Massachusetts Announces Nonprofit Partners in 'Pay for Success' Experiment

The Commonwealth of Massachusetts has announced the selection of seven nonprofit social service providers to tackle the problems of chronic homelessness and juvenile recidivism in the state under a new program that rewards the agencies only if their programs prove effective.

First announced in January, the Social Innovation Financing program will operate on a "pay for success" basis in which the participating nonprofits must demonstrate that by providing stable housing for the homeless and keeping youth from being reincarcerated, they have saved the state money. Those savings will be shared with the service providers and the philanthropic investors who fund the upfront costs of the programs; if the programs fail, the investors likely will lose their investment.

Massachusetts is the first state in the nation to use a competitive procurement process to secure social innovation financing for social services. The state legislature authorized spending up to $50 million on the initiatives earlier this year, although the exact amounts to be allocated in this funding round have yet to be determined, the Boston Globe reports.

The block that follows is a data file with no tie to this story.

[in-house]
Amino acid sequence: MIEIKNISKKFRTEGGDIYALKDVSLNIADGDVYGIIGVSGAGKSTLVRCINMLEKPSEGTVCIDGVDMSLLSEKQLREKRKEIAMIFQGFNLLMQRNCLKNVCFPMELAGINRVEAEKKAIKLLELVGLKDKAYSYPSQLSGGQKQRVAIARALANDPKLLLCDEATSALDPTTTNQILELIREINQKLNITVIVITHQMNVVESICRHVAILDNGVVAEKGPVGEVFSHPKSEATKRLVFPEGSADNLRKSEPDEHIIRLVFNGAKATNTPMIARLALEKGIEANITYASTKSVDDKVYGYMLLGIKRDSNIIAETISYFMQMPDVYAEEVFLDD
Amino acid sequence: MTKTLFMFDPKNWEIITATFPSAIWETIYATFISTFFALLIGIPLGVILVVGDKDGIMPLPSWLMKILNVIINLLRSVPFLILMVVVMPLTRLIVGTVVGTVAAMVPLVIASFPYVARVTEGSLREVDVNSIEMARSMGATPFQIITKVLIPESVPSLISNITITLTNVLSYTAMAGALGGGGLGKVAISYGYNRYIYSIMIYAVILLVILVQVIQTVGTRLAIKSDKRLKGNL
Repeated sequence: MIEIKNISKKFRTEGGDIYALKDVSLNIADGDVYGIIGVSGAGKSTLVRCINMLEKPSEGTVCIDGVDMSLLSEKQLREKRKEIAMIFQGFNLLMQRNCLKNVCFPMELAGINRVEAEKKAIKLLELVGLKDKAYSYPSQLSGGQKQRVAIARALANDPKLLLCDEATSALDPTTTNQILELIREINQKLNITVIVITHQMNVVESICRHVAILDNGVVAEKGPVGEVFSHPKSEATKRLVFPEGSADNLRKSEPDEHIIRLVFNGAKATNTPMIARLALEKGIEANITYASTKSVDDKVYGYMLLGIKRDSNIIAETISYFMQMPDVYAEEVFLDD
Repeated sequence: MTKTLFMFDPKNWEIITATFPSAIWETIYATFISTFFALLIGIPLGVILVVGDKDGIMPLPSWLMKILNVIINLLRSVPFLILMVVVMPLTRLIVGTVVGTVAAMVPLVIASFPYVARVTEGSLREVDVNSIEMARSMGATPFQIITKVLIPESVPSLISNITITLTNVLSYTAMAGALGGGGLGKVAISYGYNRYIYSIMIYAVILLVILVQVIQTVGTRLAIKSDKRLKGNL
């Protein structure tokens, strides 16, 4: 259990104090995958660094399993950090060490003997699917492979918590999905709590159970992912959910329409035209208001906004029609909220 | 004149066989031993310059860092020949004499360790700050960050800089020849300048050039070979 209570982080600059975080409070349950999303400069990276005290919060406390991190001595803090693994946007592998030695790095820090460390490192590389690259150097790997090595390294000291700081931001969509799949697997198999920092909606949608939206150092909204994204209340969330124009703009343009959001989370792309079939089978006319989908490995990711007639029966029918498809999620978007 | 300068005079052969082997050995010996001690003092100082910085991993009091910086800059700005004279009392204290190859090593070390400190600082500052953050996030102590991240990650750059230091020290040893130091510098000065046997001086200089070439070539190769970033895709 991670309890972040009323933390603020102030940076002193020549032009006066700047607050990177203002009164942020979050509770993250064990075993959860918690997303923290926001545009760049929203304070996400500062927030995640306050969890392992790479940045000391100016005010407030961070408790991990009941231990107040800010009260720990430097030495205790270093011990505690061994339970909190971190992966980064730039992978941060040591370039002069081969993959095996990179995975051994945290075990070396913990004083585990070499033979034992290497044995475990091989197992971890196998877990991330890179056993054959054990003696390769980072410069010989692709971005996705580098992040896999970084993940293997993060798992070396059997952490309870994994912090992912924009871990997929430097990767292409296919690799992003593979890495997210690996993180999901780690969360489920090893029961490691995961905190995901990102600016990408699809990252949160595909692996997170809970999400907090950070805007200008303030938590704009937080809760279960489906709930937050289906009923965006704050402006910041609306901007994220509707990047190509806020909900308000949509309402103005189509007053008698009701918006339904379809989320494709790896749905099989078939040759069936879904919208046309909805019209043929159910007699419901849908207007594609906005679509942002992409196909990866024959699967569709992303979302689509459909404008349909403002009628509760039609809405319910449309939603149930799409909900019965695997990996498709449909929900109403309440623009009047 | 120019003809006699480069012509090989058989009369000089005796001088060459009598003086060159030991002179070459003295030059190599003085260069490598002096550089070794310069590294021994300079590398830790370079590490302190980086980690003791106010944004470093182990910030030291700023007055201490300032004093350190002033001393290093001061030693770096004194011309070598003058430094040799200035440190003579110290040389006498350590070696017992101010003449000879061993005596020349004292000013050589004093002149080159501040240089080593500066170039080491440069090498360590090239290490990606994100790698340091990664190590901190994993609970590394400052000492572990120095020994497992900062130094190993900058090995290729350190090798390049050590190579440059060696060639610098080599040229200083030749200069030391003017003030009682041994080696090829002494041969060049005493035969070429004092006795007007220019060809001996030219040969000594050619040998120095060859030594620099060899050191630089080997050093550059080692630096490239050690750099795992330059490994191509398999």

The chronic homelessness initiative will be led by the Massachusetts Housing and Shelter Alliance, in partnership with Third Sector Capital Partners, the Corporation for Supportive Housing, and United Way of Massachusetts Bay and Merrimack Valley. Service providers to be funded through the initiative will be announced in the coming weeks. Third Sector will partner with New Profit Inc. to oversee the youth recidivism initiative, with Roca and Youth Options Unlimited tapped as service providers.

Initial investors in the program are likely to be philanthropists and foundations that want to see documented social progress as much as financial returns from their investments, Third Sector Capital Partners founder George Overholser told the Globe. "There will be profits, yes," said Overholser, "but always at a very modest level. The returns are well below the market rate, compared to the risk."